2. Are not God's promises pools? How they are strewed up and down God's word, like the pools or tanks in "the valley of Baca!" But have you not sometimes come to the promises, and found them as dry as the brooks spoken of in the 6th chapter of Job, which so disappointed the companies of Sheba. I read the promises—can they refresh my soul? I may come to the pool; but if the pool is dry, will coming to the dry pool refresh my parched palate? No. The rain must fill it. When the rain has filled the pool, I can then bow down, and slake my thirst. The rain of God's grace, and the dew of heaven, must drop into the promise, and fill the pool that you and I may come to it, feel a sweetness in it, and have our souls refreshed and strengthened by it.
3. And is not preaching a pool? Has not God appointed "by the foolishness of preaching to save those who believe?" But have not you and I often found it a dry pool? How many sermons have you heard during the past year that really blessed, comforted, and strengthened your soul? Has one in ten, one in twenty, one in a hundred, really brought a blessing into your heart by the power of God? How often these pools are dry! I find them so; you find them so, who know the difference between letter and spirit, between "bodily exercise which profits little," and the power of vital godliness that is profitable unto all things. The Lord will teach his people this; and he will teach it his ministers also. They may construct a pool—in their parlours at home they may build a very pretty tank; it may be divided and sub-divided; a cell here, and a compartment there—and they may come with their pools to chapel; but unless the rain fills it from above, all their ingenuity will be thrown away, and they had better have left it high and dry at home.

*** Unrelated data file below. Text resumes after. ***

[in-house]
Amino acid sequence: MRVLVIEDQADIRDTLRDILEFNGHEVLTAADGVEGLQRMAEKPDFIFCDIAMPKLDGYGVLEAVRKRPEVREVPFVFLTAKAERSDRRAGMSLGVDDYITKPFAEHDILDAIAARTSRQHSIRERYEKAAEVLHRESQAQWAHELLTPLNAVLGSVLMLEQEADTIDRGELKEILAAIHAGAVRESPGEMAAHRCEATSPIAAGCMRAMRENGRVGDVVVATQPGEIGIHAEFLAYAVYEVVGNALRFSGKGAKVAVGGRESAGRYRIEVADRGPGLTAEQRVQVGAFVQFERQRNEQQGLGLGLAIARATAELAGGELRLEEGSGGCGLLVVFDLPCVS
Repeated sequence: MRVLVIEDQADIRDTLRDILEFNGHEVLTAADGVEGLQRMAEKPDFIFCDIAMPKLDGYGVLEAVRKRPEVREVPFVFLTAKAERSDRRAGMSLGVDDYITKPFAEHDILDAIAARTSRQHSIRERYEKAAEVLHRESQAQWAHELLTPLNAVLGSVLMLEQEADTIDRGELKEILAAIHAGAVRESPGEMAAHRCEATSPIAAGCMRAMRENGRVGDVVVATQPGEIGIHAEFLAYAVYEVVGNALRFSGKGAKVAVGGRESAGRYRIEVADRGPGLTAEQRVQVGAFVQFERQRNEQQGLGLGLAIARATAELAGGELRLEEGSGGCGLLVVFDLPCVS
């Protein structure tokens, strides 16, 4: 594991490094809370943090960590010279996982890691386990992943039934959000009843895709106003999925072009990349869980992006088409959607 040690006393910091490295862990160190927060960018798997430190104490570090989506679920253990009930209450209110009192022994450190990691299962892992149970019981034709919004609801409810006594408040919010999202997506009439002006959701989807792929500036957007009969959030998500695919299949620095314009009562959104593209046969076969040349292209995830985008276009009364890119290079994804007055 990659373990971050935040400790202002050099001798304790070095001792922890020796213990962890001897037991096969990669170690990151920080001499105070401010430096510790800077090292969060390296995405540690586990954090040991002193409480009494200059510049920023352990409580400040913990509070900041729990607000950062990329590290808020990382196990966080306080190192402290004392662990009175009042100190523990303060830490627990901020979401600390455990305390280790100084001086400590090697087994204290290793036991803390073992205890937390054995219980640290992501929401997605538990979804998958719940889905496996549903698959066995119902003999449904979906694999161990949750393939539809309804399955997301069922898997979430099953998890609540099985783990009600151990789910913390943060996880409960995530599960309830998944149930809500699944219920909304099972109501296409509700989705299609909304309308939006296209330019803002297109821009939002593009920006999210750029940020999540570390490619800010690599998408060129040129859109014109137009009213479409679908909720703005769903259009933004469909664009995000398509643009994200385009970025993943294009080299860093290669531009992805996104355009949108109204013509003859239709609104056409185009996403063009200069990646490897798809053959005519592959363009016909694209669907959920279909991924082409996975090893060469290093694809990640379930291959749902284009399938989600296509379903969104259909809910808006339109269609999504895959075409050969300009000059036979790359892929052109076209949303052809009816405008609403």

4. Are not the ordinances of God's house pools? And have we not had continual experience how barren, how dry these pools sometimes are? Have we not sometimes sat at the table of the Lord, and blasphemous thoughts, filthy imaginations, horrible workings filled our minds? Have we not felt carnality, deadness, bondage, darkness? no rain filling the pool? And have we not looked upon the baptismal pool, and though filled with rain from the roof, it never profited unless the rain from heaven filled the spiritual ordinance, as well as the rain from above has filled the natural baptistery.
So we might travel through the various means of grace which God has spoken of in his word; and we would find alike in all, that unless God fills the pools, they cannot slake our spiritual thirst.